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Symptoms & Stages


Clinical Presentation of Gout

Gouty arthritis is extremely painful. Patients experiencing a gout flare regularly rate their level of pain as a 9 or 10 on a standard pain scale.

When gout is in its intermittent stage, most flares last for several days. The hallmarks include:

  • Sudden and rapid onset of severe pain, often in a lower extremity at first
  • Stiffness and swelling of the affected joint, including inability to bear weight on or touch the joint
  • Warmth and erythema, which is often confused with infectious cellulitis

For more than half of people, gout begins in the great toe. Known as podagra, approximately 90 percent of gout patients will suffer gout of the great toe at some point during the course of the disease. Untreated, sustained hyperuricemia can lead to gouty arthritis in joints other than the lower extremities. For some, it becomes polyarticular. Other joints commonly affected include:

  • Instep
  • Ankle
  • Heel
  • Knee
  • Achilles Tendon
  • Wrist
  • Finger
  • Elbow

Distinguishing Gout and Other Conditions

Gout can be challenging to diagnose. It may be confused with other conditions such as cellulitis or a septic joint. Like gout, infectious arthritis can have a rapid onset and can be a very painful inflammation. Most septic arthritis is spread from other foci, such as a urogenital infection, an abscess or a post-surgical infection. Arthrocentesis is diagnostic.

Calcium pyrophosphate crystals may cause an acute arthritis known as pseudogout, or CPDD. Pseudogout has some resemblance to gout, but presents with milder swelling and pain. It is usually found among those who are 65 and older, with osteoarthritis being a common risk factor. In rare cases, patients can have mixed crystal disease. Crystal disease and infection can co-exist as well.

Clinical Stages of Gout

The natural course of classic gout passes through several stages.

Stage 1 – Asymptomatic Hyperuricemia

Hyperuricemia in men and women is defined as a state in which the serum urate level exceeds 6.8 mg/dL. Above this concentration urate ions are insoluble in physiologic fluids at normal pH and temperature. The term asymptomatic hyperuricemia is the state in which serum urate concentration is above the solubility levels, but no symptoms of gout or kidney stones have manifested. However, MSU crystals can develop and be deposited as micro-tophi. They tend to remain stable for long periods. This period can last decades. Treatment is not recommended at this time, except in rare cases. Regular monitoring of uric acid levels and encouraging patients to make healthy diet and lifestyle adjustments should be encouraged.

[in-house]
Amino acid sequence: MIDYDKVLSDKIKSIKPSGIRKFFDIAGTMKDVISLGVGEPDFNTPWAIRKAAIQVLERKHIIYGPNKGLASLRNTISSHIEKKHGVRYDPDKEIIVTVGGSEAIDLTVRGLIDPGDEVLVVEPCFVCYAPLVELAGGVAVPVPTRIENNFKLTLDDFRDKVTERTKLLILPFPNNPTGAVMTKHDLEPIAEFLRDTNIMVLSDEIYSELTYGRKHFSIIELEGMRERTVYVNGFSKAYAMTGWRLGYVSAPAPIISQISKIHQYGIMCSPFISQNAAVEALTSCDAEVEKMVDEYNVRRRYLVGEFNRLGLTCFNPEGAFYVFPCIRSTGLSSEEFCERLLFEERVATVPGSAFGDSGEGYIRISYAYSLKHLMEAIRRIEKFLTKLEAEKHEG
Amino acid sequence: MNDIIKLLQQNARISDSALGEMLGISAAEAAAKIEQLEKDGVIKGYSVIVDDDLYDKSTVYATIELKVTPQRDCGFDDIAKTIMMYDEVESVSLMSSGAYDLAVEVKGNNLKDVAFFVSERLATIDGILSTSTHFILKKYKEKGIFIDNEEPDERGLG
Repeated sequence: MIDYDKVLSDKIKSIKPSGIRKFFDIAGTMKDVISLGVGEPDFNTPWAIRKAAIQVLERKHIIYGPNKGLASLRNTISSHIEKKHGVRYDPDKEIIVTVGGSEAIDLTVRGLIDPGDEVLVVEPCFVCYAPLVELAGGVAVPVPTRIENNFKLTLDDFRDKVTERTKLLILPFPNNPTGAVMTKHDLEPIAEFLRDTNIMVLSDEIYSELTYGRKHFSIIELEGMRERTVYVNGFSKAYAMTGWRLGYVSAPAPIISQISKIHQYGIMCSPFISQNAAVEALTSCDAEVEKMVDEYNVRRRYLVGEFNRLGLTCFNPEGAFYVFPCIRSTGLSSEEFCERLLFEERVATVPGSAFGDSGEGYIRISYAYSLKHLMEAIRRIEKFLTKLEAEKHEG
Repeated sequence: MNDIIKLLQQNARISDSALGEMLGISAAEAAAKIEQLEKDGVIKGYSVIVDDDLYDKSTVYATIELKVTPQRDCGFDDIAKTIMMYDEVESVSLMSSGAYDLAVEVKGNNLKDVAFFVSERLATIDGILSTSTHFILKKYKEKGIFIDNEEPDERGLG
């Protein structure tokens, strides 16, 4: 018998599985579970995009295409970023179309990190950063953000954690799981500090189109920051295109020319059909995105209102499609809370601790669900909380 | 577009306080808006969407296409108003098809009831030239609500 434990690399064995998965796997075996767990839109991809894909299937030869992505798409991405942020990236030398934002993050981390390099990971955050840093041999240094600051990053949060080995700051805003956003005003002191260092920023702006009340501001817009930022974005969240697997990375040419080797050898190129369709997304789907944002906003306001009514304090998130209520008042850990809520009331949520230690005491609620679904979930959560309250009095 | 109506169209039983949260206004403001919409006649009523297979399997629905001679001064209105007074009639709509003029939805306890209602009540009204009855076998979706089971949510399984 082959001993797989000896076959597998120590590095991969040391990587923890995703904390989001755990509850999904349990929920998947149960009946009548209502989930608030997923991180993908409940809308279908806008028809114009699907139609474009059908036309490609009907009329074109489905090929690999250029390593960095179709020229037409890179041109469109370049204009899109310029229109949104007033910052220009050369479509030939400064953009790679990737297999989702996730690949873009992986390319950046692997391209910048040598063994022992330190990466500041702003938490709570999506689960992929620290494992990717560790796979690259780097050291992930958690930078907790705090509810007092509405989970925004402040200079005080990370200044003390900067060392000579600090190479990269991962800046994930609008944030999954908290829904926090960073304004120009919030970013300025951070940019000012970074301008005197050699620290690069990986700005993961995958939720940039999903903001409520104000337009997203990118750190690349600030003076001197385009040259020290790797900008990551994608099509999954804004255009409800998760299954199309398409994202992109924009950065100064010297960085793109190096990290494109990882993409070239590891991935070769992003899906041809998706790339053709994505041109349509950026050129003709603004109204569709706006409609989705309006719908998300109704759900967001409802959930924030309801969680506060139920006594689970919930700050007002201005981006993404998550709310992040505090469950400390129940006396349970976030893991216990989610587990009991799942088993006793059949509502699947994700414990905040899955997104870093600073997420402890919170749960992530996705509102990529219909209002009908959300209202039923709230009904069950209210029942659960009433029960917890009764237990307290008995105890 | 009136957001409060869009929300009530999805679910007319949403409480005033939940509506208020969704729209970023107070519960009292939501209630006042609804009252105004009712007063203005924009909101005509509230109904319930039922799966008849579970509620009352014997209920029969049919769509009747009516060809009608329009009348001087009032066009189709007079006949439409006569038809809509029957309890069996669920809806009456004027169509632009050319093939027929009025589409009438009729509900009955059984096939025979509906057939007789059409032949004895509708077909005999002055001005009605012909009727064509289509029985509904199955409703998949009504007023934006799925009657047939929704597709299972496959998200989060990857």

Stage 2 – Acute Gout Flares

This is the stage most clinicians think of as gout. It is classified by an abrupt onset of severe joint inflammation, often at night, which wakes the sufferer. Acute gout flares usually occur in men over the age of 45 and in post-menopausal women. Early flares last three to 10 days and frequently affect the lower extremity – with the great toe often the first site. Low-grade fever and malaise may occur, and leukocytosis and elevations of inflammatory markers are also common. Pain is often so severe that patients visit the emergency room for care. While the patient may not experience another flare for months or even years, it is important to evaluate for risk factors.

Stage 3 – Intercritical Gout

During this stage, the previous flare has resolved and the patient is without symptoms. The joints are functioning normally. It is understood that if urate-lowering therapy is not introduced, urate crystals will continue to quietly accumulate. Recurrence rates after the first flare of gout are 60 percent in one year, 78 percent in two years and 84 percent in three. This can be more rapid in the elderly, those with very high uric acid levels, those with kidney disease and those who are on cyclosporine. If hyperuricemia is not treated in this stage, painful flares of gout are likely to continue.

Stage 4 – Advanced Gout (Chronic Tophaceous Gout)

In this stage, pain-free intercritical periods disappear and the patient develops a chronic arthritis. Tophi are often apparent and can destroy bone, leading to deformities. Chronic synovial inflammation persists, leading to stiffness and soreness. Acute flares still develop. The process is now polyarticular, affecting joints of both the lower and upper extremities. With intervention and treatment, most gout patients will not progress to this advanced stage. Advanced gout can be so deforming that it is often clinically confused with rheumatoid arthritis.